Two More Lawmakers Apparently Violated Stock-Trade Rules

By Zach Everson, Forbes Staff
Rep. Chris Jacobs (R-N.Y.) during a ceremonial swearing-in on July 21, 2020, in Washington. ASSOCIATED PRESS

Two more congressmen joined the growing ranks of lawmakers who’ve recently failed to report their securities trades within 45 days, as federal law requires.

Last week, Rep. Chris Jacobs (R-N.Y.) disclosed 13 securities trades, totaling more than $356,000, that were made between Jan. 19 and July 16.

While a spokesperson said one transaction was a corporation-initiated spinoff the lawmaker just learned about, Jacobs’ press secretary, Christian Chase, did not explain why Jacobs was late to report 12 transactions that involved municipal securities.

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“As part of a review during the preparation of Congressman Jacobs' annual financial disclosure, and based on guidance from the House Ethics Committee, the determination was made that these transactions should be submitted on a Periodic Transaction Report (PTR),” said Chase in a statement. “Upon making this determination, a PTR was prepared and filed disclosing all reportable transactions.”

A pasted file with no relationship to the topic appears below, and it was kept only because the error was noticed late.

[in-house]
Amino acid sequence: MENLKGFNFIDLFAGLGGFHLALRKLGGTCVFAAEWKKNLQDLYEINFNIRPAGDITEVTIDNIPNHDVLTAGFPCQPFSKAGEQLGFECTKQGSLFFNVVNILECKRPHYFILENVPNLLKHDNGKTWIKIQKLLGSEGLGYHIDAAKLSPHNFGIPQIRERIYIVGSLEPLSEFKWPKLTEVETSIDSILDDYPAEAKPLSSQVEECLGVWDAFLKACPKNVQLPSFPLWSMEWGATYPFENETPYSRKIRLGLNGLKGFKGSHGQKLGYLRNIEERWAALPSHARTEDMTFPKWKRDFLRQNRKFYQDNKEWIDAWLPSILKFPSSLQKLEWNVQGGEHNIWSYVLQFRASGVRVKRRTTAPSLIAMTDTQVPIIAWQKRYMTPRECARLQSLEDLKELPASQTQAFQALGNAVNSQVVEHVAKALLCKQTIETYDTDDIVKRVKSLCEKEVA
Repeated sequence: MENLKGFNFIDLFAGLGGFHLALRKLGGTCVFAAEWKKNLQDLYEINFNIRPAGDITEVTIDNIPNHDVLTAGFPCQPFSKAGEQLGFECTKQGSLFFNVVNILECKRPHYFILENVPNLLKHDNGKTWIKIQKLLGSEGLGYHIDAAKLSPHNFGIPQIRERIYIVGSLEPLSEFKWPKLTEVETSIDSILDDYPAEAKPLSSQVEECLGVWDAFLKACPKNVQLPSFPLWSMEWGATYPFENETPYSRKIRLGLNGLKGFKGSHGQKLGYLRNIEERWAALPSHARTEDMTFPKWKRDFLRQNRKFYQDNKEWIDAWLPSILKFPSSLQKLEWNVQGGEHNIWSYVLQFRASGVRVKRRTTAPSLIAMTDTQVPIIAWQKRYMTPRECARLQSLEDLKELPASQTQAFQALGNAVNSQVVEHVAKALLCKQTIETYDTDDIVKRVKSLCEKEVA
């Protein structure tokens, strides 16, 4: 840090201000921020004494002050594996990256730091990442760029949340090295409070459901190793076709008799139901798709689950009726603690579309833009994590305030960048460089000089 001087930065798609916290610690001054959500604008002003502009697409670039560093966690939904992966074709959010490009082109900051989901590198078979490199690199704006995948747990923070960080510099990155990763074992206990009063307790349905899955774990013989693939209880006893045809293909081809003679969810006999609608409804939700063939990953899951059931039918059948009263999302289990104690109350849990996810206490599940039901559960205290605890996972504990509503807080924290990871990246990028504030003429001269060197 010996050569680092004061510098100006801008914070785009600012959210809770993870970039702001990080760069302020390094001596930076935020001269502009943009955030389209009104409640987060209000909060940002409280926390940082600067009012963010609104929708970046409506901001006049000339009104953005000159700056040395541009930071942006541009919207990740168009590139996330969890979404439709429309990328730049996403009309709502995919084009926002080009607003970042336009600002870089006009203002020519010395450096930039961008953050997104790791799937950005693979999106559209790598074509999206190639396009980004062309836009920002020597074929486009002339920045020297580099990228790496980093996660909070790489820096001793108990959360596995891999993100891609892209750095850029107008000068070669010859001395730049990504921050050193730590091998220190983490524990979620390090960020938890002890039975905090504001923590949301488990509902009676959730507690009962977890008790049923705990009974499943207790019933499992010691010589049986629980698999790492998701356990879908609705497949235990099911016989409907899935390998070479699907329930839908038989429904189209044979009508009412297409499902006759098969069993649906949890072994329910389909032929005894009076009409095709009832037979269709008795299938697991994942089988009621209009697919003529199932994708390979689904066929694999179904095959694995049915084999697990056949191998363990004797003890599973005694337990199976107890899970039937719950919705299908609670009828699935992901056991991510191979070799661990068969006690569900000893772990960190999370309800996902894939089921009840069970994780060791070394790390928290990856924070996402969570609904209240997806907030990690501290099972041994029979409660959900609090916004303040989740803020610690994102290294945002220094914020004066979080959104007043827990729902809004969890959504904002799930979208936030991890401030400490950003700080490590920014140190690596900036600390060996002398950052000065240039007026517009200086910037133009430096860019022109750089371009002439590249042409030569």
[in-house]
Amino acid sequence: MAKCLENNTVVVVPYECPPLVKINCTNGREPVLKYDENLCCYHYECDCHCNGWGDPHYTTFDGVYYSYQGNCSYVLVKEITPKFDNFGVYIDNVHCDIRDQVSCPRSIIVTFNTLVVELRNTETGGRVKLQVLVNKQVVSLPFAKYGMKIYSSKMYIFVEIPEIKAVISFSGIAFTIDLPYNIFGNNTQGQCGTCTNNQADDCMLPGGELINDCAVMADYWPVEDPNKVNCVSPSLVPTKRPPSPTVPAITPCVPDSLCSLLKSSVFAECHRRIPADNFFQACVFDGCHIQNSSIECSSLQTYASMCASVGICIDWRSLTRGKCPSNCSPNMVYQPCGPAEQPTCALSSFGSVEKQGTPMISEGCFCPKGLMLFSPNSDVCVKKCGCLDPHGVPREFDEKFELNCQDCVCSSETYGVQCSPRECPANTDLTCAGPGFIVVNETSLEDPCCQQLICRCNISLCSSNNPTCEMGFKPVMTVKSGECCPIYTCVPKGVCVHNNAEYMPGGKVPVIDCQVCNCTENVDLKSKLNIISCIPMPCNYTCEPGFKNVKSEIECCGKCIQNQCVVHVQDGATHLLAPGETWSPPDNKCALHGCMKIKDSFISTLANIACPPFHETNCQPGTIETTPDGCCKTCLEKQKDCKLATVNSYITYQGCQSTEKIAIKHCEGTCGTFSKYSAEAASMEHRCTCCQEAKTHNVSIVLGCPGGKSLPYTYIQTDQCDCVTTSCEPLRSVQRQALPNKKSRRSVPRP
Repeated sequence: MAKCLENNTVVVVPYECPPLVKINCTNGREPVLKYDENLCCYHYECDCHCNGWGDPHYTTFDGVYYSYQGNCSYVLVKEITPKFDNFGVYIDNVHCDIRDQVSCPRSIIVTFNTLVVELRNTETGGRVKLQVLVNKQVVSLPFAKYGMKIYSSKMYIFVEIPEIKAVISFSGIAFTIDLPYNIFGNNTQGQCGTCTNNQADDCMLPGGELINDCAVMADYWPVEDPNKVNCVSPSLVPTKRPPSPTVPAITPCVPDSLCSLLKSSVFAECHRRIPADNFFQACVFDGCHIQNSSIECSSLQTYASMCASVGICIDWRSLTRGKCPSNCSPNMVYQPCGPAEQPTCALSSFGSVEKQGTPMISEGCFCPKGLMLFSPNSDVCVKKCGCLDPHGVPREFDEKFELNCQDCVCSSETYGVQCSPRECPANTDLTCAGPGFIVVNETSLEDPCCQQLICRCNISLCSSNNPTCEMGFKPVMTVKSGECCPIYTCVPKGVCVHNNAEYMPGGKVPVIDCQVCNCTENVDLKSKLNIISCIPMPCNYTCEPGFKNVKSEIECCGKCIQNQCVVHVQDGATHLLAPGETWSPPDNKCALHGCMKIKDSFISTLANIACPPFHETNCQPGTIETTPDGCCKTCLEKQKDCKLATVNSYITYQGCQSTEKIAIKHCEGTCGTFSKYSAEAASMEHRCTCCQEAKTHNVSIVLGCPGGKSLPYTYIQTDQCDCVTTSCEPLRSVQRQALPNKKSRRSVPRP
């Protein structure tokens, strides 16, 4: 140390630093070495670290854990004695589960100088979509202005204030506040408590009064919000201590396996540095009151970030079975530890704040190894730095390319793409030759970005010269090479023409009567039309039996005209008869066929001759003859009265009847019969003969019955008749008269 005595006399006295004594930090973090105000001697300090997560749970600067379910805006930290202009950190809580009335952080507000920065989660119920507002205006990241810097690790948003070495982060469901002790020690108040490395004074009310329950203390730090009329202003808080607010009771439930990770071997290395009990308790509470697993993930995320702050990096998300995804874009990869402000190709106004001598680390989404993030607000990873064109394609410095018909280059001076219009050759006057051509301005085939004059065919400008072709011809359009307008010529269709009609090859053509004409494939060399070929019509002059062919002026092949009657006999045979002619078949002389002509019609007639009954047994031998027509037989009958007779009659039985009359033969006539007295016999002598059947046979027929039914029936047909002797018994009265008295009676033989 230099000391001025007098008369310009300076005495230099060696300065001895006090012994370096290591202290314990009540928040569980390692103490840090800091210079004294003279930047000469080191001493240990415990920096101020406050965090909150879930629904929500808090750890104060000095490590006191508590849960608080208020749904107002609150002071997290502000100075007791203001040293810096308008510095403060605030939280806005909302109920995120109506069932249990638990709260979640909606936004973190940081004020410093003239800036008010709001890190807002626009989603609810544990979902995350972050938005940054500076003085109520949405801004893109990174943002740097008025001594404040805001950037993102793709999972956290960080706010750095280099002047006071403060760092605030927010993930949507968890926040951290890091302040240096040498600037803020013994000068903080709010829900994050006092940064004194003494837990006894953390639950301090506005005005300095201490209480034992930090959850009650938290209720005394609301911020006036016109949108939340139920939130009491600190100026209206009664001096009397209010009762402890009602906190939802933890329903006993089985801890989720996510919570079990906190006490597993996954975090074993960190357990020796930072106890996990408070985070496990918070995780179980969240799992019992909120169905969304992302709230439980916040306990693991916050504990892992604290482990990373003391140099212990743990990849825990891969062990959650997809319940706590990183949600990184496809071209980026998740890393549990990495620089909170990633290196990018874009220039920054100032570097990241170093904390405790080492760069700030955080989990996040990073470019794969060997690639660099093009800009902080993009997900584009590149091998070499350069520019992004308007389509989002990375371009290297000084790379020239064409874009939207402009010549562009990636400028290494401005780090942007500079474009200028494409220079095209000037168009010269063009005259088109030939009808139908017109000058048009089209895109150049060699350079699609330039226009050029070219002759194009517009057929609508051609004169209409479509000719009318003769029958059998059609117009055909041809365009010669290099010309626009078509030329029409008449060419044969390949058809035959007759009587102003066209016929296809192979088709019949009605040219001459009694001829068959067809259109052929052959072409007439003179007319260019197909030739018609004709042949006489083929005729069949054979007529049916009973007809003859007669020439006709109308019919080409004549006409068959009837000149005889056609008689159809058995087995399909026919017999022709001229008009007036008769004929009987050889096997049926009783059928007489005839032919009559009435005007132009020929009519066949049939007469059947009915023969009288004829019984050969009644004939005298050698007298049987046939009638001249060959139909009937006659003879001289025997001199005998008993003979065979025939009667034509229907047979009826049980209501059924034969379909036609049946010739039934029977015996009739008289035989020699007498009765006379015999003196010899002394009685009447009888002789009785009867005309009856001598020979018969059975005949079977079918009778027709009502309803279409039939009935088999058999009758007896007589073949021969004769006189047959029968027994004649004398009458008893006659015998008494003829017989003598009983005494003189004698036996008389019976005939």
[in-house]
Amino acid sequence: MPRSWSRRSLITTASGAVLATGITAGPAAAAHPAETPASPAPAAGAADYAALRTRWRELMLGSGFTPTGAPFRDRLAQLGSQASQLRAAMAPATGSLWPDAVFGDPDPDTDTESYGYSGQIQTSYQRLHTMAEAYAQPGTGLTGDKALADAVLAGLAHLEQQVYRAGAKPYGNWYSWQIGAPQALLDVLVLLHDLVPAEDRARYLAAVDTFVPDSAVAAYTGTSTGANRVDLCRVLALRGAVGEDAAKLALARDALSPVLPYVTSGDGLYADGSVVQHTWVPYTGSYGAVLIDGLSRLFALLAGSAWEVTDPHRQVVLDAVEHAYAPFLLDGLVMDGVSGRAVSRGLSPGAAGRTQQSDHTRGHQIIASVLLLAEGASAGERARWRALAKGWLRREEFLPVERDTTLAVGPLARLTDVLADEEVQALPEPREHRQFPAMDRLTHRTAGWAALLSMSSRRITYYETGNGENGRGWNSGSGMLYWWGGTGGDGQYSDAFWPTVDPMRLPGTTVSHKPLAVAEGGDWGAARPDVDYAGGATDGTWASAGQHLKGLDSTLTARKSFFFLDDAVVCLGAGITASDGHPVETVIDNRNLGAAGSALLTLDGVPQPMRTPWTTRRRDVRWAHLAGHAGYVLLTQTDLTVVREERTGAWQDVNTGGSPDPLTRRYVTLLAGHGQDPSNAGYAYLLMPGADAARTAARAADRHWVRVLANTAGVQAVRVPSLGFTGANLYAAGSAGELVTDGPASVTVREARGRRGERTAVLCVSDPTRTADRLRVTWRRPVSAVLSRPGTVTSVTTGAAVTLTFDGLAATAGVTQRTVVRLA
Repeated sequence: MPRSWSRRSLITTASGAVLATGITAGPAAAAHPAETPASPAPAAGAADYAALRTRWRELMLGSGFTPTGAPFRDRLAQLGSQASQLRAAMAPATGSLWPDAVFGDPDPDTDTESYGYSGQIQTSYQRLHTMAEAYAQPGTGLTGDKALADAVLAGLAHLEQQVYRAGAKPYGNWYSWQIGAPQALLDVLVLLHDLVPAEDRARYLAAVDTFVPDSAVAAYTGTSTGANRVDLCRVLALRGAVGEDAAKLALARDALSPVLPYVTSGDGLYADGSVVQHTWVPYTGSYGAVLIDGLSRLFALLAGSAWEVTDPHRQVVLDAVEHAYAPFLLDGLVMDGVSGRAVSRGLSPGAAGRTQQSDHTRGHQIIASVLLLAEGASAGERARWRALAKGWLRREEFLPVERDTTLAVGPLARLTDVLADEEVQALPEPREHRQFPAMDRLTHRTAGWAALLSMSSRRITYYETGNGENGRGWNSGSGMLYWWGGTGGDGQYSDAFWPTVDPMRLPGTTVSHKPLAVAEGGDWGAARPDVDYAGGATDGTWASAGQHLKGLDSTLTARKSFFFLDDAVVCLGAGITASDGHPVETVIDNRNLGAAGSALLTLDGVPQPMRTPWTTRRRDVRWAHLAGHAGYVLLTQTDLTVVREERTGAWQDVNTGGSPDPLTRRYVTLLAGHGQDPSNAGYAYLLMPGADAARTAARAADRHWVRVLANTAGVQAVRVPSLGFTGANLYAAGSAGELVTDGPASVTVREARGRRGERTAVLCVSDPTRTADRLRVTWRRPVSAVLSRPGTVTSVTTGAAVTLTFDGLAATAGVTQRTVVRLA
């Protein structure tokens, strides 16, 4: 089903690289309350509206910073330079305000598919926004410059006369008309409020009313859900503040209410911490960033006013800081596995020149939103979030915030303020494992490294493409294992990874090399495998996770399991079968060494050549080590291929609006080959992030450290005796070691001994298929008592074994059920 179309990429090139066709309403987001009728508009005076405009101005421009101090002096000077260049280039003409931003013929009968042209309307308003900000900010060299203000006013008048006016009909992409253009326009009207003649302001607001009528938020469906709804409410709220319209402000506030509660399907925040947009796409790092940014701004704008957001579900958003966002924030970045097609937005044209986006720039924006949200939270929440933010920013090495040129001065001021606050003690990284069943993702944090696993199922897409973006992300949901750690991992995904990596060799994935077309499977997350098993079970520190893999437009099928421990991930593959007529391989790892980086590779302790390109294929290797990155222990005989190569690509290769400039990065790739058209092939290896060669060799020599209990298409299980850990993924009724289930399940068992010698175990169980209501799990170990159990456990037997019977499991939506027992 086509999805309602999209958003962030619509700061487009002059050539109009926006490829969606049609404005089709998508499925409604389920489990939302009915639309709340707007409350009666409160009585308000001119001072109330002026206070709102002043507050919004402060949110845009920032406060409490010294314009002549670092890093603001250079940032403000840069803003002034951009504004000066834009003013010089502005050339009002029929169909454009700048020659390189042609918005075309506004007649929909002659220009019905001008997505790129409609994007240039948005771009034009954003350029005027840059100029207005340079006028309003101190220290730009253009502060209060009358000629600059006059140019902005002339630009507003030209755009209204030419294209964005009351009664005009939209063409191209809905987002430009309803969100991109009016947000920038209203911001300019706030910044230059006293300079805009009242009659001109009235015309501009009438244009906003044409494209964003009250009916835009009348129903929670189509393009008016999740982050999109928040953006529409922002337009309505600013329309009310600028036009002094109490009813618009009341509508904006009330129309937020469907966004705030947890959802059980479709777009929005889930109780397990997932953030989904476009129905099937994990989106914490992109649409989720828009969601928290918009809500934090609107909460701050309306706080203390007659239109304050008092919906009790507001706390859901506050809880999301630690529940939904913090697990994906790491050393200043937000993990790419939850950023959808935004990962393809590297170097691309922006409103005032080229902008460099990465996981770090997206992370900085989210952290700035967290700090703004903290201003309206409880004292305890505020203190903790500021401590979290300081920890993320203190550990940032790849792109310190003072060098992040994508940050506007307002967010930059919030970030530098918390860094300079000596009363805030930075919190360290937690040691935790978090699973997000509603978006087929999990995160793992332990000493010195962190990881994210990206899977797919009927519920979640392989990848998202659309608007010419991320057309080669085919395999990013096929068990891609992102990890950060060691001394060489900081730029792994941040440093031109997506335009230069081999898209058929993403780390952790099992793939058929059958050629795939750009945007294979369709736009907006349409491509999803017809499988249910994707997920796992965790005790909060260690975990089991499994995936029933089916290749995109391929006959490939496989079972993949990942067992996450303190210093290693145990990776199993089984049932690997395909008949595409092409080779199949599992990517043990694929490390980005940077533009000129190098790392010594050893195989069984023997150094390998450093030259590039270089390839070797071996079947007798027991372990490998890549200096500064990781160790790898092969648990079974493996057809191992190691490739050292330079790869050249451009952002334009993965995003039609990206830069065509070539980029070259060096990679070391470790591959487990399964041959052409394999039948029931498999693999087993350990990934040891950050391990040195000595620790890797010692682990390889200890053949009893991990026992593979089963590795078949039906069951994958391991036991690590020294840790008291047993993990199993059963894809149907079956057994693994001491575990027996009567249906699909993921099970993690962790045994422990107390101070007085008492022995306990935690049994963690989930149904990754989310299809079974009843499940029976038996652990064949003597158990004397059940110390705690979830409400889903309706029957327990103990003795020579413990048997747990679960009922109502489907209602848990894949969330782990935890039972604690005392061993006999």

On Wednesday, Rep. Bobby Scott (D-Va.) disclosed two stock sales from December 2020. The trades—sales of shares in publicly traded automotive technology company CDK Global and consumer products firm Colgate-Palmolive—totaled more than $2,000.

“The Congressman recently noticed that he had failed to file a PTR for those transactions,” said Scott’s press secretary, Austin Barbera. “The Congressman has made the Ethics Committee aware of the late filing and the oversight on his part.”

At least 11 other lawmakers have been late reporting their trades this summer, including the fourth-ranking House Democrat, Rep. Kathrine Clark (Mass.).

Rep. Chris Jacobs (R-N.Y.) reported 12 securities transactions that were more than 45 days old. CLERK OF THE HOUSE OF REPRESENTATIVES/REP. CHRISTOPHER JACOBS

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